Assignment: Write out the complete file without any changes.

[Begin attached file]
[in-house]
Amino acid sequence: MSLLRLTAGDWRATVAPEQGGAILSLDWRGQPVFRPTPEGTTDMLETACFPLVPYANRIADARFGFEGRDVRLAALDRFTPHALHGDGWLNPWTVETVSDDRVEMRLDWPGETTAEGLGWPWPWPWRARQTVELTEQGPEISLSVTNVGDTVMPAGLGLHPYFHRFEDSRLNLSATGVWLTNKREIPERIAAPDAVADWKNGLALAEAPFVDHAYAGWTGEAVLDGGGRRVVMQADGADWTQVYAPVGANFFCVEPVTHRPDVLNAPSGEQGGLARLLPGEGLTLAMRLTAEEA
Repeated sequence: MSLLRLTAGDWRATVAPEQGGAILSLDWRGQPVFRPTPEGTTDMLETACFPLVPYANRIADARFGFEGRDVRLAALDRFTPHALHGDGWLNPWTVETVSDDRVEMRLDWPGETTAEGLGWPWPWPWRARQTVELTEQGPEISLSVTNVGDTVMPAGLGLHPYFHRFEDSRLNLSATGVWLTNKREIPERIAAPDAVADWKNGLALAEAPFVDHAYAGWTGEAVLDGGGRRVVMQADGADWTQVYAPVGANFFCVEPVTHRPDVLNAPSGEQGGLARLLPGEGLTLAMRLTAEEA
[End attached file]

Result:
[in-house]
Amino acid sequence: MSLLRLTAGDWRATVAPEQGGAILSLDWRGQPVFRPTPEGTTDMLETACFPLVPYANRIADARFGFEGRDVRLAALDRFTPHALHGDGWLNPWTVETVSDDRVEMRLDWPGETTAEGLGWPWPWPWRARQTVELTEQGPEISLSVTNVGDTVMPAGLGLHPYFHRFEDSRLNLSATGVWLTNKREIPERIAAPDAVADWKNGLALAEAPFVDHAYAGWTGEAVLDGGGRRVVMQADGADWTQVYAPVGANFFCVEPVTHRPDVLNAPSGEQGGLARLLPGEGLTLAMRLTAEEA
Repeated sequence: MSLLRLTAGDWRATVAPEQGGAILSLDWRGQPVFRPTPEGTTDMLETACFPLVPYANRIADARFGFEGRDVRLAALDRFTPHALHGDGWLNPWTVETVSDDRVEMRLDWPGETTAEGLGWPWPWPWRARQTVELTEQGPEISLSVTNVGDTVMPAGLGLHPYFHRFEDSRLNLSATGVWLTNKREIPERIAAPDAVADWKNGLALAEAPFVDHAYAGWTGEAVLDGGGRRVVMQADGADWTQVYAPVGANFFCVEPVTHRPDVLNAPSGEQGGLARLLPGEGLTLAMRLTAEEA